Earthbound action films (that is to say action films with no direct sci-fi or fantasy elements) generally have to pick a tone before they can start production. Do they want to go over the top and silly like Machete? Do they want to go action packed and unrealistic like Die Hard? Or do they want to keep it down to earth and realistic like the Bourne movies? Hanna as a whole has it's eyes set on the 3rd category, which is a trade off. It's the hardest of the 3 to nail down right, but if you do right, you end up much better than you might otherwise.
The film is devoted to a girl named Hanna (duh) living in the woods with her father, who is constantly training her in combat, languages, lying and general encyclopedic knowledge. Hanna insists that she's ready to leave and activates a machine that will allow the CIA to find and capture her. No prizes for guessing that her father knows more about her than he lets on, that she's not entirely normal or that she, y'know, escapes. The film is primarily devoted to her journey from her holding cell to Berlin to meet her father.
So it's an action film devoted to an abnormally powerful character traipsing across Europe. If your mind instantly went to the Bourne movies, the advertisers have done their jobs. But to look at what makes it good, you have to look in the details.
The script is a solid piece of work, the characters are original and well balanced, not prize winning but good. The cinematography is nice, if a little odd in spots (I smell a bored director), and thankfully free of the shaky-cam bullshit that plagued the later Bourne films (the Bourne films will be coming up a lot in this review, sorry). The stunt work is good and...what I don't normally talk about the stunt work? Well sir, I can't talk about the CGI because there isn't any, and most of the gore is offscreen so I can't talk about that so...yeah. It also wisely takes time to slow down and show what mental effects Hanna's upbringing might have on her long term psyche.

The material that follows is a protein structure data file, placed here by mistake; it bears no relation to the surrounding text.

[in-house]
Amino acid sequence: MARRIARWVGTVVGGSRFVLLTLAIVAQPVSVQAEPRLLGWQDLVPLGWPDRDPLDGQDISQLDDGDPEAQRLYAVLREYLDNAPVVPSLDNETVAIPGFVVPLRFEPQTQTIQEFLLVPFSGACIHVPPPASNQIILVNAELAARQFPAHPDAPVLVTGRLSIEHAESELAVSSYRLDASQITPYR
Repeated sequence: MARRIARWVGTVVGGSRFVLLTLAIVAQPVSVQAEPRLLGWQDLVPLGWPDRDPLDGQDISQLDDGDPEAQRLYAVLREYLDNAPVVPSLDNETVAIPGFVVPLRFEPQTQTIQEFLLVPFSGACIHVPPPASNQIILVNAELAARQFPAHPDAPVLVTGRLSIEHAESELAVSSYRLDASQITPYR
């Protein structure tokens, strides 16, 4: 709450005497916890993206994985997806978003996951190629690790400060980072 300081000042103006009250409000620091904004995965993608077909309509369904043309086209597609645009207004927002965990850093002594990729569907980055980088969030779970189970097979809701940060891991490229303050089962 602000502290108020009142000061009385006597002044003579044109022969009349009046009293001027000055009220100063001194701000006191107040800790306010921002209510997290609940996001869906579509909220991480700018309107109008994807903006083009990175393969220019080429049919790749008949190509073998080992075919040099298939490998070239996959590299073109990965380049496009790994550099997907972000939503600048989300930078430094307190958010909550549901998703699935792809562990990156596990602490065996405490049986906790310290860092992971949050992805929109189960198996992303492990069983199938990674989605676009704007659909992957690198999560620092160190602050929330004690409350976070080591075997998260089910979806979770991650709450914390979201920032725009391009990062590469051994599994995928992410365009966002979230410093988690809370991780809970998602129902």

The actors are all doing good jobs especially Cate Blanchett and Eric Banna. What I like about it is that style and technique draw attention to the thin line separating Hanna's actions from the villains and more importantly, the non-existent line between the father's and the villains. Hanna often acts like a sociopath, but if she's a sociopath then her father is a full on psycho. The villains are all believable and frightening (and I know a single audio detail from one villain will be haunting more than a few people's nightmares).
The actions scenes are clean and exciting, never breaking the believability that makes it intense. The soundtrack is easily one of the years best, a first from a band I've never heard of (The Chemical Brothers if you know them), resonating perfectly with the action scenes and the quiet scenes alike.
The film has more than a few problems which keep it from unseating Source Code as the best movie I've seen all year. First off, while the characters are all nicely rounded, with the exception of Hanna, everyone's motivation is a little too broad for comfort. The ending comes out of nowhere and resolves nothing, perhaps trying to leave room for a sequel, perhaps not. A lot of times things seem to travel as quickly as the plot needs them to. And I'm sorry, but I think we all know at this point that In the Hall of the Mountain King only has one use in the genre.
Look, problems aside, Hanna is a damned good action film, probably the best one to open wide since Machete last year. It's not perfect, but it's well made and enjoyable and unless you've yet to see Source Code (I know there are a few of you) I'd recommend you see this. See you next time.
Elessar is a 21 year old Alaskan born cinephile and in his time honored tradition of nicknaming movies, he's changing this one's title to The Bourne Childhood.